One of the most egregious pieces of this bill as an affront to the expertise at federal agencies is the provision ordering the White House Office of Management and Budget’s (OMB) Office of Regulatory and Information Affairs (OIRA) to establish guidelines for “risk assessments that are relevant to rulemaking,” including criteria for how best to select studies and models, evaluate and weigh evidence, and conduct peer reviews. This requirement on its own is reason enough to reject this bill, let alone the long list of other glaring issues that together would fundamentally alter the rulemaking process.

The RAA is a backdoor attempt at giving OIRA another chance to try and prescribe standardized guidelines for risk assessment that would apply to all agencies, even though each agency conducts different types of risk assessments based on statutory requirements.

OIRA should not dole out science advice

The way in which agencies conduct their risk assessments should be left to the agencies and scientific advisory committees, whether it is to determine the risks of a pesticide to human health, the risks of a plant pest to native plant species, the risks of a chemical to factory workers, or the risks of an endangered species determination to an ecosystem. Agencies conduct risk assessments that are specific to the matter at hand; therefore an OIRA guidance prescribing a one-size-fits-all risk assessment methodology will not be helpful for agencies and could even tie up scientifically rigorous risk assessments in court if the guidelines are judicially reviewable.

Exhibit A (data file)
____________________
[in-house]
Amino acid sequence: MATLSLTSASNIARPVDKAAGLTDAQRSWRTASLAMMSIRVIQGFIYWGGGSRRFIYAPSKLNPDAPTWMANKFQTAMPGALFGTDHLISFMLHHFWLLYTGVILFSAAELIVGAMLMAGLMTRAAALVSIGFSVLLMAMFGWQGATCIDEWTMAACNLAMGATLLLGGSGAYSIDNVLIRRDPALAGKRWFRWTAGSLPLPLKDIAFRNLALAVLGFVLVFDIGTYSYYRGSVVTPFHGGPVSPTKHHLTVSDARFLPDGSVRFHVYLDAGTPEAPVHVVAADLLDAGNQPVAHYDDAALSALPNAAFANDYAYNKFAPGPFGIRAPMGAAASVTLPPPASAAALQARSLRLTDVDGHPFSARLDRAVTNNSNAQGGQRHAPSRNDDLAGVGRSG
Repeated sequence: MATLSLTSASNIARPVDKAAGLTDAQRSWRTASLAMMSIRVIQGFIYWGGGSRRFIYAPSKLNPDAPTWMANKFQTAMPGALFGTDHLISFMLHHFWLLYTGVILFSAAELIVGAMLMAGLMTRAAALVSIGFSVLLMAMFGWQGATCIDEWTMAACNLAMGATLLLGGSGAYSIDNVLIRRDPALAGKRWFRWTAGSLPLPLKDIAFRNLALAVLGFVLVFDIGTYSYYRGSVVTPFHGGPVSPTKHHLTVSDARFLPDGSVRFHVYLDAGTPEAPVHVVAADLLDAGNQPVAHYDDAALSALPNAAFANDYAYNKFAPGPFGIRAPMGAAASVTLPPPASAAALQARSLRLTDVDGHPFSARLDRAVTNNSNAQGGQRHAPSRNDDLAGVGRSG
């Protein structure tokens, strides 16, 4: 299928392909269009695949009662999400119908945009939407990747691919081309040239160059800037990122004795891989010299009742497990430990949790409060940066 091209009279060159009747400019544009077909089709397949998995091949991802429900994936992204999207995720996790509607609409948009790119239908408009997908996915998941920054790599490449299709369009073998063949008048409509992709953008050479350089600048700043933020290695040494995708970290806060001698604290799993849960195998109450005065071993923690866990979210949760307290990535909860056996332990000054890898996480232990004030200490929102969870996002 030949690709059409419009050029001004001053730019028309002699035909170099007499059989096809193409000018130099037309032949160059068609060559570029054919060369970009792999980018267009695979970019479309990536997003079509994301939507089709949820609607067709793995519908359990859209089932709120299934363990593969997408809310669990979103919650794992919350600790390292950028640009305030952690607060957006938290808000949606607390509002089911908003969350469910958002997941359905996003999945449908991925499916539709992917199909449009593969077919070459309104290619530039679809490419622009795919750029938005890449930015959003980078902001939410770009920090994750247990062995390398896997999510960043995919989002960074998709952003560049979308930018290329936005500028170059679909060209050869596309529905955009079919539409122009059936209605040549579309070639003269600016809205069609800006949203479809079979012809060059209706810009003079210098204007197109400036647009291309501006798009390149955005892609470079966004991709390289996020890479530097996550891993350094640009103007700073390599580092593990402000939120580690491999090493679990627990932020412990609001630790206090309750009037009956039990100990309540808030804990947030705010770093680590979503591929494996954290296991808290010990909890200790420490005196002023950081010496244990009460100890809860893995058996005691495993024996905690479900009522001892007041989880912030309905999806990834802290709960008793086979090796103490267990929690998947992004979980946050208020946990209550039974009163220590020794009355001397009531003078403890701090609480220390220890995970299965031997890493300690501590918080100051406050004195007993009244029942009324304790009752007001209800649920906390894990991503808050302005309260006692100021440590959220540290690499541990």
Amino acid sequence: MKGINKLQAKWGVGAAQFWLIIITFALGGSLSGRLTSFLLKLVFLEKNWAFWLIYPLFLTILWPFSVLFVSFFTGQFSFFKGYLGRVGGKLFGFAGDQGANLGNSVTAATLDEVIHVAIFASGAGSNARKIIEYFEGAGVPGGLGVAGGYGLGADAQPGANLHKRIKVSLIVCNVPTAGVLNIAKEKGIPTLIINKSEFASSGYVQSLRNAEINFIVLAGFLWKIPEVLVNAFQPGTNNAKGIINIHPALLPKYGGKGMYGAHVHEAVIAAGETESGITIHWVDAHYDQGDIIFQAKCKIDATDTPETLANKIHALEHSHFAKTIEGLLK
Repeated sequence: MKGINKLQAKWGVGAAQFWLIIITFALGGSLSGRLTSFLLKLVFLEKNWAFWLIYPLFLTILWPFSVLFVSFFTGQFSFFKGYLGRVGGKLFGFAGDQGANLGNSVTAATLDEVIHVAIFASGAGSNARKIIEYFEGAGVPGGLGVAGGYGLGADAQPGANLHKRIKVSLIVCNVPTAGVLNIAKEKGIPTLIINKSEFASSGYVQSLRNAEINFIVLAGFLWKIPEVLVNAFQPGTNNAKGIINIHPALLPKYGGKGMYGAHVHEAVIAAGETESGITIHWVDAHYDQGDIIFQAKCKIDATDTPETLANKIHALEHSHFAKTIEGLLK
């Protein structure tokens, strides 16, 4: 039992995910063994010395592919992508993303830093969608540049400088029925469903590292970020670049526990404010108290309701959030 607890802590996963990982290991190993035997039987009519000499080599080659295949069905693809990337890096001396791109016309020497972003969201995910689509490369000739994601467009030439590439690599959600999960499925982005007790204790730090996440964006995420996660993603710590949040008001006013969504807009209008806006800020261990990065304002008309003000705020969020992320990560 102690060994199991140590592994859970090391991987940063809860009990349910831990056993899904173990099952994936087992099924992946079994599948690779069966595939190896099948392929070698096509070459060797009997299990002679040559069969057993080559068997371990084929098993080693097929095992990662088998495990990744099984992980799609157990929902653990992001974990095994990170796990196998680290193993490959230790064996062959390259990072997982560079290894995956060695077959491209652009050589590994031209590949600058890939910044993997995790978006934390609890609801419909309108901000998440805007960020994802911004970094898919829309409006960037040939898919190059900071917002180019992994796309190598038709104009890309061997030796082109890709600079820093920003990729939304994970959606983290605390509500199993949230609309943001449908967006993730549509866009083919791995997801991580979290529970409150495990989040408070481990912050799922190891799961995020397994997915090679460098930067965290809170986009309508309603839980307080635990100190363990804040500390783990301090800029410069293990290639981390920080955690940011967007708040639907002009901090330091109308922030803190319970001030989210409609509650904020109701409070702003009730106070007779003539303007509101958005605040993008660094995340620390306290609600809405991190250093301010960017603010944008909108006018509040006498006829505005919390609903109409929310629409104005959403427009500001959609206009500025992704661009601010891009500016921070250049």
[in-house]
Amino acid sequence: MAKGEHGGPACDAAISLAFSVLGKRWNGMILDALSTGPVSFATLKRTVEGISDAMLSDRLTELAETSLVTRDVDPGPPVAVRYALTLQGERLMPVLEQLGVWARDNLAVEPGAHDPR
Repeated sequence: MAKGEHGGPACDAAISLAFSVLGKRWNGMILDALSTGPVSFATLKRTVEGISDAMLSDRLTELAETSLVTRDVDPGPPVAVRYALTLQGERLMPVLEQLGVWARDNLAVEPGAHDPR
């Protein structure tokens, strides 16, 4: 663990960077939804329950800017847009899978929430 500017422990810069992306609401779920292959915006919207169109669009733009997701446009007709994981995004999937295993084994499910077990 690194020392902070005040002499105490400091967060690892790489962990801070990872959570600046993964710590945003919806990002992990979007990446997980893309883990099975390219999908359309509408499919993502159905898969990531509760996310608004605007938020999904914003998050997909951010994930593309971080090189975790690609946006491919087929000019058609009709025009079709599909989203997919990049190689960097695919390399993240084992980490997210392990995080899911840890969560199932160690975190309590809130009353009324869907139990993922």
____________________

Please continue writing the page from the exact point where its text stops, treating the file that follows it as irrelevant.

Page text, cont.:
OIRA already tried writing guidance a decade ago, and it was a total flop. In January 2006, OMB released its proposed Risk Assessment Bulletin which would have covered any scientific or technical document assessing human health or environmental risks. It’s worth noting that OIRA’s main responsibilities are to ensure that agency rules are not overlapping in any way before they are issued and to evaluate agency-conducted cost-benefit analyses of proposed rules. Therefore OIRA’s staff is typically made up of economists and lawyers, not individuals with scientific expertise appropriate for determining how agency scientists should conduct risk assessments.

OMB received comments from agencies and the public and asked the National Academy of Sciences’ National Research Council (NRC) to conduct an independent review of the document. That NRC study gave the OMB a failing grade, calling the guidance a “fundamentally flawed” document which, if implemented, would have a high potential for negative impacts on the practice of risk assessment in the federal government. Among the reasons for their conclusions was that the bulletin oversimplified the degree of uncertainty that agencies must factor into all of their evaluations of risk. As a result, the document that OIRA issued a year later, under Portman’s OMB, was heavily watered down. In September 2007, OIRA and the White House Office of Science and Technology Policy (OSTP) released a Memorandum on Updated Principles for Risk Analysis to “reinforce generally-accepted principles for risk analysis upon which a wide consensus now exists.”